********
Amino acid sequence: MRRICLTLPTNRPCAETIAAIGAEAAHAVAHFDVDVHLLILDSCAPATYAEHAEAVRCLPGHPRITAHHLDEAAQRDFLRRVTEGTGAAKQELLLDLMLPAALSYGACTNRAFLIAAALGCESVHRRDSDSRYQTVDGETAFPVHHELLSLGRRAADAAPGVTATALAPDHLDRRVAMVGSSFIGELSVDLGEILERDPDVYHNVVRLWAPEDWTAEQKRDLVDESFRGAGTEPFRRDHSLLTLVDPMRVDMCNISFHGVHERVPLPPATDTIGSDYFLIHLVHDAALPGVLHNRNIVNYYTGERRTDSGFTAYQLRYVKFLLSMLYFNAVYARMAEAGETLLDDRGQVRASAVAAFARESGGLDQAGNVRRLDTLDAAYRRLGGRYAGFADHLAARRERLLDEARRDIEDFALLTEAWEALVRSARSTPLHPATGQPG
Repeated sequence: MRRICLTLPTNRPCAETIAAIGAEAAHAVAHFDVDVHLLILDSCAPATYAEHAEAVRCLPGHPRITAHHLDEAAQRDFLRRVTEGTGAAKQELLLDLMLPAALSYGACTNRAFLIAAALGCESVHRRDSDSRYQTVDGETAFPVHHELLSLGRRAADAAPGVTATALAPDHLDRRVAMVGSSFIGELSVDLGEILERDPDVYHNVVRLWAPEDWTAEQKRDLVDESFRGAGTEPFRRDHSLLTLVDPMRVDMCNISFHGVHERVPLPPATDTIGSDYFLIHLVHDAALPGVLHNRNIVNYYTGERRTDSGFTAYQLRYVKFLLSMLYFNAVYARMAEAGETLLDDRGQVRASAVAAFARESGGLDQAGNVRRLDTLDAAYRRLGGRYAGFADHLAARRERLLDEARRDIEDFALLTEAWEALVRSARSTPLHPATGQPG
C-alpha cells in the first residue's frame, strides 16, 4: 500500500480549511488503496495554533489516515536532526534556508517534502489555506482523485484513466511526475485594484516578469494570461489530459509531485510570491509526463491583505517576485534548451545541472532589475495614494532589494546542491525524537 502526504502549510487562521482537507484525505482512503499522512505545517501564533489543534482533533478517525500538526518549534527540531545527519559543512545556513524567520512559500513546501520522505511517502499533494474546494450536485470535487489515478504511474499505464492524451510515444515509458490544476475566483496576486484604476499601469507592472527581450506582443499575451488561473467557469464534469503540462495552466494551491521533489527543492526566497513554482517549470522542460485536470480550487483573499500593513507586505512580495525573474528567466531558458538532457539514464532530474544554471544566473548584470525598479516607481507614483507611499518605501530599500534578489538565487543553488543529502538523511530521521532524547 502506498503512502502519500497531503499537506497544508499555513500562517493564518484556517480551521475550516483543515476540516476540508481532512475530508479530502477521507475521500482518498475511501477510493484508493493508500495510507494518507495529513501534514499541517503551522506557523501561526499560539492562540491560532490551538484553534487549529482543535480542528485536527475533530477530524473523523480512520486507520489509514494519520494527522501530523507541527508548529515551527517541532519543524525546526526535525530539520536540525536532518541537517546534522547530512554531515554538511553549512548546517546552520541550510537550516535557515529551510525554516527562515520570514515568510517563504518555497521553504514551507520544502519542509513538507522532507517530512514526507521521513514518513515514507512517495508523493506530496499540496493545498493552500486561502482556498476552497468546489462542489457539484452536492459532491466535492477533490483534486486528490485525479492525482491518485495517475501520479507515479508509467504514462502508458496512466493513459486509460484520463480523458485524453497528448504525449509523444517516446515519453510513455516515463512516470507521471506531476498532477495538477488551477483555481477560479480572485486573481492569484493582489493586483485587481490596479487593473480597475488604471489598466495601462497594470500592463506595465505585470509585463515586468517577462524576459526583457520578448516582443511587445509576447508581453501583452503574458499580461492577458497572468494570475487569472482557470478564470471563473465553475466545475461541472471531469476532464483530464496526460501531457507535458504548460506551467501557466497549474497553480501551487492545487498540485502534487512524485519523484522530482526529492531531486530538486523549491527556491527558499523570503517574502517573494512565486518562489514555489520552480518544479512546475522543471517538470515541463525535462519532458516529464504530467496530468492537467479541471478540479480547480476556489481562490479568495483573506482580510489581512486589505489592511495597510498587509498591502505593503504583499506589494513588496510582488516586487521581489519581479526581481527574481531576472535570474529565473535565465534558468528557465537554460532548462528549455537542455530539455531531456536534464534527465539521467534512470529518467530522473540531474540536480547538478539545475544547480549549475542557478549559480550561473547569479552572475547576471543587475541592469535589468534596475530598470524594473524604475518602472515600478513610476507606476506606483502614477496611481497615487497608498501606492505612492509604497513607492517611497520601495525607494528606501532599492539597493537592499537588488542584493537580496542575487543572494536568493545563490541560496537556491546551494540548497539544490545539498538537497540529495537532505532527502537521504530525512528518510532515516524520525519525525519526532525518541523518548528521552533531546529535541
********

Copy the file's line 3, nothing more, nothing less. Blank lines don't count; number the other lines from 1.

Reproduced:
C-alpha cells in the first residue's frame, strides 16, 4: 500500500480549511488503496495554533489516515536532526534556508517534502489555506482523485484513466511526475485594484516578469494570461489530459509531485510570491509526463491583505517576485534548451545541472532589475495614494532589494546542491525524537 502526504502549510487562521482537507484525505482512503499522512505545517501564533489543534482533533478517525500538526518549534527540531545527519559543512545556513524567520512559500513546501520522505511517502499533494474546494450536485470535487489515478504511474499505464492524451510515444515509458490544476475566483496576486484604476499601469507592472527581450506582443499575451488561473467557469464534469503540462495552466494551491521533489527543492526566497513554482517549470522542460485536470480550487483573499500593513507586505512580495525573474528567466531558458538532457539514464532530474544554471544566473548584470525598479516607481507614483507611499518605501530599500534578489538565487543553488543529502538523511530521521532524547 502506498503512502502519500497531503499537506497544508499555513500562517493564518484556517480551521475550516483543515476540516476540508481532512475530508479530502477521507475521500482518498475511501477510493484508493493508500495510507494518507495529513501534514499541517503551522506557523501561526499560539492562540491560532490551538484553534487549529482543535480542528485536527475533530477530524473523523480512520486507520489509514494519520494527522501530523507541527508548529515551527517541532519543524525546526526535525530539520536540525536532518541537517546534522547530512554531515554538511553549512548546517546552520541550510537550516535557515529551510525554516527562515520570514515568510517563504518555497521553504514551507520544502519542509513538507522532507517530512514526507521521513514518513515514507512517495508523493506530496499540496493545498493552500486561502482556498476552497468546489462542489457539484452536492459532491466535492477533490483534486486528490485525479492525482491518485495517475501520479507515479508509467504514462502508458496512466493513459486509460484520463480523458485524453497528448504525449509523444517516446515519453510513455516515463512516470507521471506531476498532477495538477488551477483555481477560479480572485486573481492569484493582489493586483485587481490596479487593473480597475488604471489598466495601462497594470500592463506595465505585470509585463515586468517577462524576459526583457520578448516582443511587445509576447508581453501583452503574458499580461492577458497572468494570475487569472482557470478564470471563473465553475466545475461541472471531469476532464483530464496526460501531457507535458504548460506551467501557466497549474497553480501551487492545487498540485502534487512524485519523484522530482526529492531531486530538486523549491527556491527558499523570503517574502517573494512565486518562489514555489520552480518544479512546475522543471517538470515541463525535462519532458516529464504530467496530468492537467479541471478540479480547480476556489481562490479568495483573506482580510489581512486589505489592511495597510498587509498591502505593503504583499506589494513588496510582488516586487521581489519581479526581481527574481531576472535570474529565473535565465534558468528557465537554460532548462528549455537542455530539455531531456536534464534527465539521467534512470529518467530522473540531474540536480547538478539545475544547480549549475542557478549559480550561473547569479552572475547576471543587475541592469535589468534596475530598470524594473524604475518602472515600478513610476507606476506606483502614477496611481497615487497608498501606492505612492509604497513607492517611497520601495525607494528606501532599492539597493537592499537588488542584493537580496542575487543572494536568493545563490541560496537556491546551494540548497539544490545539498538537497540529495537532505532527502537521504530525512528518510532515516524520525519525525519526532525518541523518548528521552533531546529535541